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Fool Proof Program Design
Editors Note: This article was written with the beginner in mind. It is for someone who has not grasped the fundamental concepts of exercise and how to apply them. If you truly want to learn how to create a better body you must start by understanding what the basic exercise variables are in a strength program and how they can be changed to suit the needs of your body. I encourage you to read the article over and then print it off.
There is hean old saying that states, “A house is only as strong as its foundation”. This statement can be reworded to read, “Training is only as effective as the design of the program”.
The quest for endless achievements in training is directly related to efficient program design. Without a correctly structured program we’d have no direction. Our training would be relegated to walking in the gym and doing whatever number of sets and reps that we’d like. Our exercise selection would come to, “What do I feel like doing?” and “What will make me look better tonight?” There is a need for a better understanding of the acute variables that make up a training program.
The Light at the End of the Tunnel
The first step in the program design process is to establish a desired outcome. Ultimately this is broken into two categories, performance enhancement and body composition. Before we get any deeper let me ask - are they any different? Aren’t we seeking to enhance our performance in the gym even if we are training to look good for the opposite sex? Our first goal must be to raise our conditioning. Conditioning can be thought of as our ability to improve upon our current state. There is no difference if that state is a decreased 40-yard dash time or adding five pounds of lean muscle mass.
The performance enhancement camp is made up of athletes, weekend warriors and individuals attempting to move and feel better. It can include the high school or college athlete all the way down to your 60-year-old who wants to move better. The body composition group consists of competitive bodybuilders and individuals that seek to decrease body fat and increase lean muscle mass, their goal is purely physical. Before we can determine the outcome we have to answer another question. Is body building the same as building our body? Emphatically the answer is no, so our training needs to change.
Once the outcome is determined, we now begin to think about our training splits. These splits are body part, upper, lower and full body splits. Body part splits are the most popular and are focused on two muscle groups per session (chest/back, arms, and shoulders/legs). Upper and lower splits alternate between upper body days and lower body days, while full body splits are just that, a full body workout each session.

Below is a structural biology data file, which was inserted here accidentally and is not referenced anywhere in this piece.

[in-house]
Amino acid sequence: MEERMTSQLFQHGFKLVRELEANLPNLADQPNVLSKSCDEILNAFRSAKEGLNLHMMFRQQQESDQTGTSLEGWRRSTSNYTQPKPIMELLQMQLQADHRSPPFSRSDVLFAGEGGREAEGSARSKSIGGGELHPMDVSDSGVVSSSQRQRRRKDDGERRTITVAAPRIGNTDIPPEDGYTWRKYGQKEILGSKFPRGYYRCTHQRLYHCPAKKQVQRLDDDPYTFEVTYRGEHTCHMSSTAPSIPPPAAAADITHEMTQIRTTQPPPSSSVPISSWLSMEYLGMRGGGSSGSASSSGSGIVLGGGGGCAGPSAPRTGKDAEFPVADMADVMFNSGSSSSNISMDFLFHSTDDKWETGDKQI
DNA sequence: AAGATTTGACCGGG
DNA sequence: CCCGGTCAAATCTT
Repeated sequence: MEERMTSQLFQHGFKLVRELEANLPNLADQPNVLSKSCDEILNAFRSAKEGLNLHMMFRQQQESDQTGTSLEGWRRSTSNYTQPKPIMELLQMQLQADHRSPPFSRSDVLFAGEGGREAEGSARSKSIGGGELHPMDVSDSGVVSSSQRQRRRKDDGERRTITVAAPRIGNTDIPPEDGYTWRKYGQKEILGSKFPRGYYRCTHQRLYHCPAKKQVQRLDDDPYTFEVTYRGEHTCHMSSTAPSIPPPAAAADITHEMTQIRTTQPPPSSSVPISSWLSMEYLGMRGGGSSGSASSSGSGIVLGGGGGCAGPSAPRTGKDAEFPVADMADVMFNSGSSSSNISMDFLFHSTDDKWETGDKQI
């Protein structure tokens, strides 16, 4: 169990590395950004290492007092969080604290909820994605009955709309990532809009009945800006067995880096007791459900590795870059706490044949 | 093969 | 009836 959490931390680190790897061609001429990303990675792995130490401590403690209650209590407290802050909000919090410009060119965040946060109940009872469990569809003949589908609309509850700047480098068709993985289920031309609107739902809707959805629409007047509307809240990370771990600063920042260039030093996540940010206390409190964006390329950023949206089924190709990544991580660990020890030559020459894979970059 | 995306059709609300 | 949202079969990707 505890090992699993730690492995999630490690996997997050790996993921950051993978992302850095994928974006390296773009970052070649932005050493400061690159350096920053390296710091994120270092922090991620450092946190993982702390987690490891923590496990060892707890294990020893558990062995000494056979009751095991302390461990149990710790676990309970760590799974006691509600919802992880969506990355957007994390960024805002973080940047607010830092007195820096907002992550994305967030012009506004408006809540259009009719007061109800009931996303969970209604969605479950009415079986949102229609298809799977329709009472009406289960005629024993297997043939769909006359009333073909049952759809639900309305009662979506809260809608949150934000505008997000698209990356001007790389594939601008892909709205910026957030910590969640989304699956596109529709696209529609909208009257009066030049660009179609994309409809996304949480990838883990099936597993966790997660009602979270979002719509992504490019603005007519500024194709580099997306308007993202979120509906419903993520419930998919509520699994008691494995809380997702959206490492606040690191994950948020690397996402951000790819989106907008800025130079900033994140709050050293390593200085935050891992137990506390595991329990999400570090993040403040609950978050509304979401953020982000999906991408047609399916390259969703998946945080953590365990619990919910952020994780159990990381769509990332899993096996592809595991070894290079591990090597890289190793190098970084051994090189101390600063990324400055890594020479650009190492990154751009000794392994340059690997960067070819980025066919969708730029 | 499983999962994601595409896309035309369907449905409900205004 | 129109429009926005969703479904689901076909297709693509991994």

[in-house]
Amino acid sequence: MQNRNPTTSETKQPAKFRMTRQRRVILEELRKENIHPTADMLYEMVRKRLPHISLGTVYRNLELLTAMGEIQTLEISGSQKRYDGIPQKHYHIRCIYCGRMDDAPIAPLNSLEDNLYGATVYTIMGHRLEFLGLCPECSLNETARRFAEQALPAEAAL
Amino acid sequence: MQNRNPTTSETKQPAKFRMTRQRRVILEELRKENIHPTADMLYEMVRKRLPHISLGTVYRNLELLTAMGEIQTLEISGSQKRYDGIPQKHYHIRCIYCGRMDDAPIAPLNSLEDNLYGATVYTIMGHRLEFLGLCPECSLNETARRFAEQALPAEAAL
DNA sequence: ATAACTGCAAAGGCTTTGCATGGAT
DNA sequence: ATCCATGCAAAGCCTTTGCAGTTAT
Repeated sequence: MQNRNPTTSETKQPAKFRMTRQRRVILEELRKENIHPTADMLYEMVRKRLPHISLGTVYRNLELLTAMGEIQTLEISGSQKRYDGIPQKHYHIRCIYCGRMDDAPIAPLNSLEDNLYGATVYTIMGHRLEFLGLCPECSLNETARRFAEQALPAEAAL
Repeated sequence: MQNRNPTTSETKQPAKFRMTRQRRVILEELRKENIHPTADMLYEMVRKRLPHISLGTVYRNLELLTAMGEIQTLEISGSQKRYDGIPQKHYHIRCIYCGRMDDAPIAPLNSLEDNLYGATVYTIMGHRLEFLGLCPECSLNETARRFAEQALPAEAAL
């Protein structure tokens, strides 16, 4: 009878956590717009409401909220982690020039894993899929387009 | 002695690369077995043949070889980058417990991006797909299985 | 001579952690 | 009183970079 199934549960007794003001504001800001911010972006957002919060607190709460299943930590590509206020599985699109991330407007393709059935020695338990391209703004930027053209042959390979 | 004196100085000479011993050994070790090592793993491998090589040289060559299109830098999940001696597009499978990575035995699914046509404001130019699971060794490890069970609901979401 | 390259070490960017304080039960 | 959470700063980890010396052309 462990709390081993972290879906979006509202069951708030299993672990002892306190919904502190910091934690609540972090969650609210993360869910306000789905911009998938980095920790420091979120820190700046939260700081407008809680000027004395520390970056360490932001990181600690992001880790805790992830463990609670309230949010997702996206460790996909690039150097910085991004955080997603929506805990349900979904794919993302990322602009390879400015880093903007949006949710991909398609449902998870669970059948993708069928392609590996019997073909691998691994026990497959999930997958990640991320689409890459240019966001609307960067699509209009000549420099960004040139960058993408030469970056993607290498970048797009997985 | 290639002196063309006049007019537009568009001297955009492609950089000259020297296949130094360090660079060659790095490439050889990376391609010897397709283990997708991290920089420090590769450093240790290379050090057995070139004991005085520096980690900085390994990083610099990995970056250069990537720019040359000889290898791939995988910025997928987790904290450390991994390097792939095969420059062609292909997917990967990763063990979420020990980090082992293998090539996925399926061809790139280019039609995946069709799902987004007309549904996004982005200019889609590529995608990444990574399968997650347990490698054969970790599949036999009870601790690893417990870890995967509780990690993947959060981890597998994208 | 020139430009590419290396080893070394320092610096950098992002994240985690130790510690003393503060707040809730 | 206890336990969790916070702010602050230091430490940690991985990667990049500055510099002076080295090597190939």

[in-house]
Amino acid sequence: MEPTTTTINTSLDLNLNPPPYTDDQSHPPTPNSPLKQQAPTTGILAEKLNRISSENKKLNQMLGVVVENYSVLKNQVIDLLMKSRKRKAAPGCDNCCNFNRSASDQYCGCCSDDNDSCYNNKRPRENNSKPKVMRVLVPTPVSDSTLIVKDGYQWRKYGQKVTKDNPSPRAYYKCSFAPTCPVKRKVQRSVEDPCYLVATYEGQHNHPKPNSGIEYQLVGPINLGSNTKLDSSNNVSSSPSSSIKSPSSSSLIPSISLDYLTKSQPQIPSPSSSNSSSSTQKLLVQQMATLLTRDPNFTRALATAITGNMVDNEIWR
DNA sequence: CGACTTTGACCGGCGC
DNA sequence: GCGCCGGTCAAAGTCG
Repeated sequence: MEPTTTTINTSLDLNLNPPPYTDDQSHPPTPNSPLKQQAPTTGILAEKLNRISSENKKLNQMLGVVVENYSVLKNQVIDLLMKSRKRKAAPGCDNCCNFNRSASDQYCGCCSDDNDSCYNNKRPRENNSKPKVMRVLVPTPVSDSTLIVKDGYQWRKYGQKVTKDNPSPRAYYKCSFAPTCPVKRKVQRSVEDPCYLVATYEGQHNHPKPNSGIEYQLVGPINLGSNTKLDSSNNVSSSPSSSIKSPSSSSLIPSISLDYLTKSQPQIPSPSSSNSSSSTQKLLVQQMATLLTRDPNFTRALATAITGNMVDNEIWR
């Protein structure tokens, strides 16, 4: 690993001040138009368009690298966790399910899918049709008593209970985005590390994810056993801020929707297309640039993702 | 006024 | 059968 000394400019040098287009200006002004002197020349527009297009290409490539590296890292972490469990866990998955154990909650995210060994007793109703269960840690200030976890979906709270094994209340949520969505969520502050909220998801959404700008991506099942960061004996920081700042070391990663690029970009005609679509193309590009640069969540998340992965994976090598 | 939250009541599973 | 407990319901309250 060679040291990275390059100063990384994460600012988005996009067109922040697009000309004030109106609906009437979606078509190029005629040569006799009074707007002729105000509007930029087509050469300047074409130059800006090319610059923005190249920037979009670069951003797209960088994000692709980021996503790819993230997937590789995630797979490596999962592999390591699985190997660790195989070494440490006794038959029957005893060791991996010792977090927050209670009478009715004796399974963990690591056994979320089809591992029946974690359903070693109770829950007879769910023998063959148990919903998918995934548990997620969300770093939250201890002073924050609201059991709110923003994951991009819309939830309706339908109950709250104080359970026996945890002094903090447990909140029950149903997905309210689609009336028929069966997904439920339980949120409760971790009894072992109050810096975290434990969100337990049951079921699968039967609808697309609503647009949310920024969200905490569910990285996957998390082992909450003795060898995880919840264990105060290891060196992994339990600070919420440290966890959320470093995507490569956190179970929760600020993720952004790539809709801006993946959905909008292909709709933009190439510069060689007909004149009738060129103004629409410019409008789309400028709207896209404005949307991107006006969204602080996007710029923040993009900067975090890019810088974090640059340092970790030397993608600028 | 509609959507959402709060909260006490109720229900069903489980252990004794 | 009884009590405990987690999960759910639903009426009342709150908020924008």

Which is better? That depends on what our goal is. It is pretty much common knowledge that if you are training for athletic achievement or function, you should be using upper/lower and full body splits. The problem begins when our goal is body composition. Just because we’re trying to look better doesn’t mean we need to blindly follow what has been done for the past 20 years.
I understand the argument that you need to fully stimulate a muscle in order for it to grow. But is there really a difference between four chest exercises on one day and one chest exercise on four days? Yes, there actually is. In one day you’re maximally fatiguing it and hoping it will grow. Hitting it once four days during the week you’re ensuring that it’s fresh and offering the better chance to grow.
Repeated exposure is necessary for maximal motor unit recruitment. When you really break it down, the ability to recruit motor units (muscle fibers) is the core of weight training.
I never really understood the concept of hitting a muscle once every seven days and I hated the endless challenge of trying to hit my chest from all different angles and being overly sore for three days. It just never was fun to me, plus I wasn’t growing as fast as I wanted. If the best program is the one that you’re not on, then why waste time hitting the same muscle the same way for four weeks? Why not hit it slightly different throughout the week and keep giving it the wake-up call to get big?